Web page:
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Marine Drill Instructor Found Not Guilty In Parris Island Hazing Case

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Jonah Bennett Contributor
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One of the Marine drill instructors implicated in the Parris Island recruit hazing scandal has been found not guilty on all counts Wednesday.

The scandal at the Parris Island Marine Recruit Depot has resulted in charges for six drill instructors, Sgt. Riley Gress among them, but on Wednesday evening, Gress was determined to be not guilty of violation of a lawful general order, cruelty and maltreatment and a false official statement, Military.com reports.

The special court-martial, featuring a panel of six enlisted Marines and three officers, was held at the Marine Corps Base in Quantico, Va. Had Grees been convicted, he would have received a maximum of 12 months confinement and a bad conduct discharge.

Capt. Geoffrey Ogden, Gress’ lawyer, told Military.com that he was “very happy with the result.”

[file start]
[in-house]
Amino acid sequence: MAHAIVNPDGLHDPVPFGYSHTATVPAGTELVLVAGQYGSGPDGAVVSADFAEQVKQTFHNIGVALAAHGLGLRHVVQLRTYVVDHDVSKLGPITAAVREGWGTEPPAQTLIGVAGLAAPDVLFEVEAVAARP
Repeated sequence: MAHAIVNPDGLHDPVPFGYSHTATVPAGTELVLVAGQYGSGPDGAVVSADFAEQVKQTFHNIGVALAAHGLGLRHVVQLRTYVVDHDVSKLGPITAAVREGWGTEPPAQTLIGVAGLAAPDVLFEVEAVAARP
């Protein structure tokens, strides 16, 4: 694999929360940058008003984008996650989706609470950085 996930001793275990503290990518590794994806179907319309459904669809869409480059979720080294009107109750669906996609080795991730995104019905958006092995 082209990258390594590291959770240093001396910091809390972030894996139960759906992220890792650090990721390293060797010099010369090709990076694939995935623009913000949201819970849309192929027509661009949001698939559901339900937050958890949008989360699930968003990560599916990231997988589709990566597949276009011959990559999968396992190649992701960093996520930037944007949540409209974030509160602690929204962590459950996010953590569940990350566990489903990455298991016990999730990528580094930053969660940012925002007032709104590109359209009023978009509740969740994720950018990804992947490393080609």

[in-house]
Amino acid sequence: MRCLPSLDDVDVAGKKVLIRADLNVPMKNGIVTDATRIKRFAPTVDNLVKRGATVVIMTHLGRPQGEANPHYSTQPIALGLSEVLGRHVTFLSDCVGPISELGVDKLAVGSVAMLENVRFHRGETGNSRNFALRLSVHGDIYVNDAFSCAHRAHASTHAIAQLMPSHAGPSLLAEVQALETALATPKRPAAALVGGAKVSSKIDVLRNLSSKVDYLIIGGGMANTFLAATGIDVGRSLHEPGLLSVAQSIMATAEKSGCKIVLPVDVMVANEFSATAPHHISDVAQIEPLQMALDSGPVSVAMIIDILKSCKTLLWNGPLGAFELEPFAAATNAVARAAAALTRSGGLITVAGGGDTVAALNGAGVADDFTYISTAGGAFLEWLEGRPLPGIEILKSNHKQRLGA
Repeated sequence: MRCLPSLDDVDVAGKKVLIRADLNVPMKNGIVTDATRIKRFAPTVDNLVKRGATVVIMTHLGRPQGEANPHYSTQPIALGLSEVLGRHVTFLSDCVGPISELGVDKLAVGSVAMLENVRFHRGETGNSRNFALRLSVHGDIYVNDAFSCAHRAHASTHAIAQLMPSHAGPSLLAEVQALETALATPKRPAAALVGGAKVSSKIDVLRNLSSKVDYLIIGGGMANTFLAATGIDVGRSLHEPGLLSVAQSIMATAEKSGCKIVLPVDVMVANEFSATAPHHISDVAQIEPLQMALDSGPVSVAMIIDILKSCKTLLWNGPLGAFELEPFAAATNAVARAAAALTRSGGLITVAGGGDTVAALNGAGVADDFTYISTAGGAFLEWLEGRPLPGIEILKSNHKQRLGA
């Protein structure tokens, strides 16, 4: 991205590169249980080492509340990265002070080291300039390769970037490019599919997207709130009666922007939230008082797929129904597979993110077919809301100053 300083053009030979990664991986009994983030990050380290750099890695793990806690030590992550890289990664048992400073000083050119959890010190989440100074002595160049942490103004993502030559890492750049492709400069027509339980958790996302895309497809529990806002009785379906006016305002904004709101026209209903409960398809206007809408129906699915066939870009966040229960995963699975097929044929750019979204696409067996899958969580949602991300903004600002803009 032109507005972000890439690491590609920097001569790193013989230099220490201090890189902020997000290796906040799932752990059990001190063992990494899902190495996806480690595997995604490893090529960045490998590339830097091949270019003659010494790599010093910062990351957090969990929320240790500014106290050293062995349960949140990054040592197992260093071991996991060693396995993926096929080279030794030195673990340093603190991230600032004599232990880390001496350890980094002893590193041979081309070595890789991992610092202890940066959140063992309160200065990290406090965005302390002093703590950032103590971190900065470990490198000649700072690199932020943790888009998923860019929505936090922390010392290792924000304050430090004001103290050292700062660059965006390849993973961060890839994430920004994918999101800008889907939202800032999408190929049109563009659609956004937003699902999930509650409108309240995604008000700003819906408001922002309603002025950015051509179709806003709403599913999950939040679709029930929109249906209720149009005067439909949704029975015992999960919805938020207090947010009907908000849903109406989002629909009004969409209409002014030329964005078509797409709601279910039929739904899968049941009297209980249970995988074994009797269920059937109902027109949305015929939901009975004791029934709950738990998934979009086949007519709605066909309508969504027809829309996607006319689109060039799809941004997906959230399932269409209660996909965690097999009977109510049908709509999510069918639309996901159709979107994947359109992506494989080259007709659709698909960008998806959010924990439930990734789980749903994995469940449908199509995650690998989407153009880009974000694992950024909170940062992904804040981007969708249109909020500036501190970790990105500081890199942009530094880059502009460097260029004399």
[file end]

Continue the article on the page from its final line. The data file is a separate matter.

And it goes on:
In 2016, Gress was removed from his post along with with 14 other drill instructors for alleged involvement in illegally hazing Marine recruits. Some of the behavior other drill instructors allegedly perpetrated included shoving a Muslim recruit into an industrial dryer and turning it on.

However, Gress’ case is unrelated to the dryer incident or the death of another Muslim recruit, 20-year-old Raheel Siddiqui, who according to official accounts committed suicide after jumping from a stair well on March 18, 2016. Rather, Gress’ removal was in response to an investigation initiated after reports of hazing emerged from recruits of Third Recruit Training Battalion’s Kilo Company, Platoon 3044.

This anonymous April 2016 report, sent to former President Barack Obama, kicked off an investigation, which found that drill instructors forced recruits from Platoon 3044 to fight each other, humiliated recruits and used excessive profanity.

Gress joined the Marine Corps in 2008 as a motor vehicle operator and served in Afghanistan.

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